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Hear Ye Hear Ye: A Letter From the Queen to the US Senate Drones (Males) Regarding Contraception:

My honey-gatherer tells me you are at it again, attempting to control women and their fertility and I feel compelled to write to point out the error of your ways and advise a change of course.

As the mother of the thousands upon thousands of children in my colony I’m no reckless, childless, free-roaming femeNazi lobbing bombs of criticism at you from the outside.  On the contrary, I’m in the reproductive thick of it, laying 2,000 eggs a day with the help of my daughters just to keep our hive alive.  Together the females of our colony decide which eggs are fertilized and which are not-depending on the needs of our community, making room to receive with graciousness and preparedness an increase or decrease of population in accordance with the times of natural abundance or lack.  In the human community it seems this is not so: you require women to conceive, then withhold support from them; you encourage expansion when it is inadvisable given dwindling resources and the mass extinctions of the plants and animals on which you rely.

Like human mothers, 95% of child-rearing and everyday living tasks rest squarely on the shoulders of the female members of the hive, while the drones (males) laze around drinking our hard-earned honey, waiting for their chance to mate with a Queen-activities you yourselves I’m sure are familiar with.  While the drones’ sole purpose in life is to mate, ours is chiefly concerned with the maintenance of life and well-being of future generations, work we apply ourselves to with unequaled diligence and passion, whether through the generative act of motherhood or the creative arts.  We, the female denizens of colony and hive decide who is to be or not; and what is to be or not. To hear my honey-gatherer speak of human drones deciding such things, in all-male council no less, is utterly laughable and conceivably dangerous.

We regulate our fertility in another way; as the Queen my body is particularly equipped as a container for both egg and sperm, and as an egg is released I decide whether or not it is fertilized to create a male or female of our species. This ensures that the reproductive cycle, child-rearing and honey storage is kept in fine balance to assure our survival through a harsh winter or unfavorable season.  It is a skill our human female contemporaries too mastered years ago, yet seem to have forgotten or had trained out of them, and now only exercise in small part through the use of contraceptives.

To make contraception more difficult to obtain, more expensive or an un-insurable medical benefit, or even suggest a trans-vaginal ultrasound before receiving an abortion is to deny human women their intrinsic and inalienable rights as keepers of their sacred body-temples.  You have heard the saying ‘Hell hath no fury like a woman scorned’ have you not? Unwelcome penetrations of womb and hive will be equally met with sting, and hopefully this letter will serve as advance warning, along with the rising hum of perturbed feminine voices.

My recommendation, sirs, is that you take heed of our example and step out of the way of attempting to control women’s fertility.  For the part of the story I have not yet shared with you, is that come autumn (which I hear is your election season) all males are eliminated from the hive; all drones are forcibly removed by the female workers.  We simply don’t have the honey, or the patience, to keep you.

Yours truly,

The Queen

Beginning Beekeeping Class- ‘The First Year of Keeping’- Columbia River Gorge, Mar. 13th, 2012

Beginning Beekeeping Class Part II

Want to get started beekeeping? Interested in chemical-free bees and  beekeeping? Have you studied bees and beekeeping on your own and would like a class to fill the gaps in your understanding?

Join Melissa Elliott of Melissa Bees, a local landscape designer, beekeeper and apitherapist for an informative look at what to expect in your first year of beekeeping. Subjects to be discussed include hive placement and protection, sourcing bees, hiving bees (putting them in the hive), handling the bees, swarming (bees’ natural increase) honey supering and related topics.  Hives, hive tools, and protective gear will be available for purchase the night of class.  At sign up, please let Melissa know if you are interested in purchasing a hive.  This course is for everyone, regardless of whether or not you attended the first class.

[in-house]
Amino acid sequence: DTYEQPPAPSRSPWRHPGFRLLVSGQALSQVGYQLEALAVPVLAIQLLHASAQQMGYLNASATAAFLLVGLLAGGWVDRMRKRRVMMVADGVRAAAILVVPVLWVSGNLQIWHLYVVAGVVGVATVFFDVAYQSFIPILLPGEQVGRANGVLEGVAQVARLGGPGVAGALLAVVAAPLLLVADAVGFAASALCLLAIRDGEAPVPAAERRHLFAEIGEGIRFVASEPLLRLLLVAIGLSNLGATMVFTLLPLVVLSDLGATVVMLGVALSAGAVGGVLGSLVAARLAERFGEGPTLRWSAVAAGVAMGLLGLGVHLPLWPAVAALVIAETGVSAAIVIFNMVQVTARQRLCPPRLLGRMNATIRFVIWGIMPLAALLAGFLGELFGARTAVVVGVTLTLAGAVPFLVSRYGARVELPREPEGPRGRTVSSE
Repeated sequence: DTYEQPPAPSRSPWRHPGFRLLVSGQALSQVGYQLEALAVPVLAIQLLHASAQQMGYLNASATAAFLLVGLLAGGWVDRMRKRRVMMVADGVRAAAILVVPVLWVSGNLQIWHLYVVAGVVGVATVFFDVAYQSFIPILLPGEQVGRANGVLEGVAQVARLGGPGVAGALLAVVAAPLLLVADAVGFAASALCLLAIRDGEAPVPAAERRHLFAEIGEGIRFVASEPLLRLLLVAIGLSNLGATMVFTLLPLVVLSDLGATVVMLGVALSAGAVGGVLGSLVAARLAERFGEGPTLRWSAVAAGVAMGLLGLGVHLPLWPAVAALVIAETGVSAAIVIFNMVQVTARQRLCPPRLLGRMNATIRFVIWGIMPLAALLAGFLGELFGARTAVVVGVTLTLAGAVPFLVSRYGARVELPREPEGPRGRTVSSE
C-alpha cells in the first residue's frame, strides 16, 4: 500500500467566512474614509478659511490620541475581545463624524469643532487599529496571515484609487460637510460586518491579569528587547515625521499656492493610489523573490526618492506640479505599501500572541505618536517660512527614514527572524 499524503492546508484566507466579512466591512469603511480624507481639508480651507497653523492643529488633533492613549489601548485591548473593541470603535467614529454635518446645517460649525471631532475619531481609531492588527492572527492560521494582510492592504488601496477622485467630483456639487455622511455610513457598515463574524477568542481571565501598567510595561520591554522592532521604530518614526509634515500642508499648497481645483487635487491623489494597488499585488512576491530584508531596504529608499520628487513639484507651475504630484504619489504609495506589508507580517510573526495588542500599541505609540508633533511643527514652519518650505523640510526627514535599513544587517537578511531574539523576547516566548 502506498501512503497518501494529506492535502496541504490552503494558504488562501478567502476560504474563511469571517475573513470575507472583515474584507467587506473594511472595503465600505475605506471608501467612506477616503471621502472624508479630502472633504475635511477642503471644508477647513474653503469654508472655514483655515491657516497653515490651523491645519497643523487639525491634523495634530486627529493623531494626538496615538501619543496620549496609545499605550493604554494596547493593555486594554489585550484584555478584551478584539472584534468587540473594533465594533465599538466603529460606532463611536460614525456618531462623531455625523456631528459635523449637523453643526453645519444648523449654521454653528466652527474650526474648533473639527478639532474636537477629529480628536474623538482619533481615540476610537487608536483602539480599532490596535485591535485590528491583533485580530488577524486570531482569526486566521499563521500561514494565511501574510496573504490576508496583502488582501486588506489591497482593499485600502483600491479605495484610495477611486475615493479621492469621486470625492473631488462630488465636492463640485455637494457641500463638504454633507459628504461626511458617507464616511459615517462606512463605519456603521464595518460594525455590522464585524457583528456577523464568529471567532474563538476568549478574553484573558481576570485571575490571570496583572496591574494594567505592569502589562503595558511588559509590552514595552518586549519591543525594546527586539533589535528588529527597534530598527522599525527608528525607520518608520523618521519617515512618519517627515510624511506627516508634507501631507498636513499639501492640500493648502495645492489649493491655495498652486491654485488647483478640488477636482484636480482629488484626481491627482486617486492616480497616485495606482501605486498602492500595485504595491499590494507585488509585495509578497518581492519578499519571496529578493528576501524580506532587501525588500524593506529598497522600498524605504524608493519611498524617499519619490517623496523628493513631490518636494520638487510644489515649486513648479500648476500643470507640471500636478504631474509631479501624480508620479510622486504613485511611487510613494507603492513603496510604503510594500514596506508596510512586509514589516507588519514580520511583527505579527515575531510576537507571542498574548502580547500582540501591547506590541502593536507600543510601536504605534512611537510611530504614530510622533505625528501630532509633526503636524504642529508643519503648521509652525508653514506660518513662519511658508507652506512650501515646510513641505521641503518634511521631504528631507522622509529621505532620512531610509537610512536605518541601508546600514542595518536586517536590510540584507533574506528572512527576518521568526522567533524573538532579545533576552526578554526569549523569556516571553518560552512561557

Practical matters will be covered: the how, where, when, cost, etc. of starting beekeeping. Bring your notebooks and questions!

Cost: $30 (Cash or Check) or by Paypal incl. taxes and fees.  Payment address: PO Box 62, White Salmon, WA 98672

Payment: Class limited to 12; by 3/6/12.  After 3/6/12 class fee is $35.

When: Mar. 13, 6:30 pm

Where: Private residence, White Salmon WA. On sign-up you will receive location info.

 

 

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6 oz. Hex Jar $8.00 + shipping and handling

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Apipuncture Bladder 23- 2011 Charles Mraz Apitherapy Course, American Apitherapy Society

Frederique Keller, L.A.c. DOM and president of the American Apitherapy Society, demonstrates apipuncture on Bladder 23 at the Charles Mraz Apitherapy Course held in New Orleans this year.  The course is a wonderful opportunity to connect with healers and doctors utilizing products of the hive in their practices. The 2012 course will be held in Portland, OR- the date TBA:

Legalize Urban Beekeeping LA Victory! Mar Vista Votes Yes on Urban Beekeeping thanks to HoneyLove

Congratulations to Mar Vista on legalizing beekeeping! Chelsea McFarland, from the nonprofit HoneyLove.org  paid a surprise visit in September to tell me of beekeeper struggles in Los Angeles, as well as her dreams and visions for the area. Unbelievably, beekeeping is illegal in Los Angeles and HoneyLove is doing great work to change that.  Chelsea is such a delightful, sparkling person and I trust that she will become a great leader for beekeeping and other important issues in her community.  Be sure to check out HoneyLove.org to stay abreast of their important work!

 

 

Menuka Honey Preparation for Burn Wounds- 2011 Charles Mraz Apitherapy Course, New Orleans, LA – American Apitherapy Society

In this clip Dr. Alan Dennison MD walks us through a Menuka Honey Preparation for a severe burn wound.  The subject’s shin was burned by a scooter exhaust pipe in Aug. 2011, which she treated for three months using only honey from her hives and acupuncture.  The preparation shown is using irradiated Menuka honey and sterile bandages. Listen closely, there is valuable cross-talk in the video, particularly the full-length version.  To access the full 12 minute video from the 2011 Charles Mraz Apitherapy Course, join the American Apitherapy Society here: http://www.apitherapy.org/